I’ve read this phrase on a couple of blogs recently in reference to people who complain about new designs to services, e.g. Google Instant, New Twitter etc.
I’m very familiar at the moment with irrational hatred of any change. I live with a 2 year old. Like many toddlers, she thinks that if you do something once it is a tradition, if you do it twice it is a religious ritual that must always be done in exactly the same way. When you find yourself agreeing to throw out a bowl of cereal because the wrong person took the milk out of the fridge you know you’re in real “I fear change” territory.
There is a particular narrative of recent technological change (this blog post by Jeremy Keith in opposition to the Digital Economy Act is a pretty good exemplar) that sees change as progress and fear of change as irrational conservatism. And to a large extent the narrative holds true.
Keith quotes from John Philip Sousa on sound recording technology:
These talking machines are going to ruin the artistic development of music in this country… We will not have a vocal cord left. The vocal cord will be eliminated by a process of evolution, as was the tail of man when he came from the ape.
Which is funny. But Sousa wasn’t entirely wrong, was he? Hannah Donovan gave a wonderful talk/Jam Session at dConstruct where she talked about the deleterious effect recorded music had on improvisation. Live, participatory, spontaneous performance did give way for almost a century to the primacy of recorded music. We almost lost our tail there for a second…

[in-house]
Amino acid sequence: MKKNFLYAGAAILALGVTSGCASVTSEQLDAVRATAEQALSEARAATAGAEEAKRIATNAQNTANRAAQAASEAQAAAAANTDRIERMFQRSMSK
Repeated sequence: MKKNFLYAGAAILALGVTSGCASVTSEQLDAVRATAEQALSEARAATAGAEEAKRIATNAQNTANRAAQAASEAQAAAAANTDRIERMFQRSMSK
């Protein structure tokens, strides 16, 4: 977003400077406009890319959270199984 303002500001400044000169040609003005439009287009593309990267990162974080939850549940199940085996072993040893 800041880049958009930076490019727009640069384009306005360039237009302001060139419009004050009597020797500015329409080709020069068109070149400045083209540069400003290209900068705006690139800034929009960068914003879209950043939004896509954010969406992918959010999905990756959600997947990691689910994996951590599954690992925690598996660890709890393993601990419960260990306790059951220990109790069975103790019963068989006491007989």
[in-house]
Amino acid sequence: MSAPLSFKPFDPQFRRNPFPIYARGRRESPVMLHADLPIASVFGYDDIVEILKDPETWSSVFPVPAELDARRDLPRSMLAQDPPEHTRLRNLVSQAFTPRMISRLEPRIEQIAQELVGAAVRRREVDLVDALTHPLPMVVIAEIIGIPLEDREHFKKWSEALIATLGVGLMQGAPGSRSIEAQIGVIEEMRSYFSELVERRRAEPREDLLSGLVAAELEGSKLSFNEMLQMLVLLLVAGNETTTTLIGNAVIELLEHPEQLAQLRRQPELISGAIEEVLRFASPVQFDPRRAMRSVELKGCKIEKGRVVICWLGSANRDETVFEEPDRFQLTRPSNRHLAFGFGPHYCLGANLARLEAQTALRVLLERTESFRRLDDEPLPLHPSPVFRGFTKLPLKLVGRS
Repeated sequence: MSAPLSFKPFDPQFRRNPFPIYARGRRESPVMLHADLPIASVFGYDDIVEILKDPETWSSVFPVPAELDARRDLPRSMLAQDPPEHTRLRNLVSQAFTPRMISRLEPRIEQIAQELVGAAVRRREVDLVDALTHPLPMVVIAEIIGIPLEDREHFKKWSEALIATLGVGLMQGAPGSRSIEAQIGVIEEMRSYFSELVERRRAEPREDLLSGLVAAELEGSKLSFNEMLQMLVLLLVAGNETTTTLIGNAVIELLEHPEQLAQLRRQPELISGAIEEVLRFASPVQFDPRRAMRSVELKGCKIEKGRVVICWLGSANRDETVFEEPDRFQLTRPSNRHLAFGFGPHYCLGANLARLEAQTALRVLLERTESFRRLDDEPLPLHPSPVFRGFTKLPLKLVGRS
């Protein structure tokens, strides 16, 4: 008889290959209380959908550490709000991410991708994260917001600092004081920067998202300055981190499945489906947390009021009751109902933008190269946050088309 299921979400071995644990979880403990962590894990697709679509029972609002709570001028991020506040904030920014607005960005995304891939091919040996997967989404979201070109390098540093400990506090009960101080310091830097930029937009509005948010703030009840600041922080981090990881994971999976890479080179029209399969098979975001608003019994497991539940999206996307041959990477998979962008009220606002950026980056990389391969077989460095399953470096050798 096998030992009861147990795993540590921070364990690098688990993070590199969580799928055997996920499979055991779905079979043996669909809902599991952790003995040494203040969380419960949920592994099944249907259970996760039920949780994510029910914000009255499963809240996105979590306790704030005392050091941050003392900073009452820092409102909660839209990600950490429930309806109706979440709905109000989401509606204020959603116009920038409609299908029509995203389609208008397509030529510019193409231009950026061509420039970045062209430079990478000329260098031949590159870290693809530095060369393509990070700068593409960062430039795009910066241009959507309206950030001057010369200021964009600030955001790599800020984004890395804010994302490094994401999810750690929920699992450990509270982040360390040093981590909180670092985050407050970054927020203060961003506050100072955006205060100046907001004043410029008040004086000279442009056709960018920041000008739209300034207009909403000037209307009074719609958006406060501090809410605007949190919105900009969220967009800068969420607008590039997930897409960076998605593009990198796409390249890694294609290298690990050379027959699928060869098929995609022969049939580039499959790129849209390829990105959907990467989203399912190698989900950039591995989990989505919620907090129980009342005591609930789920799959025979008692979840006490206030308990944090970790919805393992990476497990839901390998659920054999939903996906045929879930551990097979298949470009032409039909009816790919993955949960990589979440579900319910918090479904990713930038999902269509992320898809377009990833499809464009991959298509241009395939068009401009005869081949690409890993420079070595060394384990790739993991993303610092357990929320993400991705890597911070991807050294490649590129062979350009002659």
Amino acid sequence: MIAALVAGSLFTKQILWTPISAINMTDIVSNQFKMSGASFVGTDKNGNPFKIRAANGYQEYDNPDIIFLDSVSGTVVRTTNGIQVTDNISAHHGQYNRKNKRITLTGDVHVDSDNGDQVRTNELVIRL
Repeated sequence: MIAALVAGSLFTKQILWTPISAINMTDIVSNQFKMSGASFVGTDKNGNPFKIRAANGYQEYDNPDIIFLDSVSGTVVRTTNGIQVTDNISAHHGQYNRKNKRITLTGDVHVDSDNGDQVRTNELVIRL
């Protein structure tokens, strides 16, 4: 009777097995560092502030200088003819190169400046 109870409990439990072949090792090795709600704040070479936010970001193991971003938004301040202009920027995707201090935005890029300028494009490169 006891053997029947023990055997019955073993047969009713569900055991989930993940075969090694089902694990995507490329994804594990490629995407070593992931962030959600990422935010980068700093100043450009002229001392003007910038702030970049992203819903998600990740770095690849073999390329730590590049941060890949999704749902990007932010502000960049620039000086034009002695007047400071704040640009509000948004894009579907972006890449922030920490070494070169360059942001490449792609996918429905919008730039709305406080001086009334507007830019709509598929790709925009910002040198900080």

I suppose Keith’s point is that it is the fear that is silly. Not that change is always good. But that approaching it with fear prevents us from seeing it clearly. Of course, approaching it with excitement has the same effect. People (like me, a lot of the time) who are very excited about new things, often can’t really see what’s really good about them, never mind what’s bad.
I do worry a little though that continuity is underrated at the moment. There seems to be a cultural bias in favour of rapid change and a lack of patience with expectations that things continue in the same way for a while. Learning how to be constantly adapting to fast-paced change must affect how we behave and how we think of ourselves in the world. I’m far more interested in how this has changed us than whether Google/the Internet/mobiles phones are making us stupid (we were stupid already, let’s face it.)
Culture exists in institutions – old, venerable buildings that have continuously housed the same organisation for centuries, command a respect from us that speaks to a need for continuity. It is easy now to organise rapidly and temporarily, but that shouldn’t mean that we allow important institutions to be dismantled just because they are old. The same blindness that prevented people from seeing how video tapes would transform the film industry also prevents people from seeing why libraries are still important even when there are Kindles. Keeping good stuff around is as important for shaping a good future as making room for the new stuff.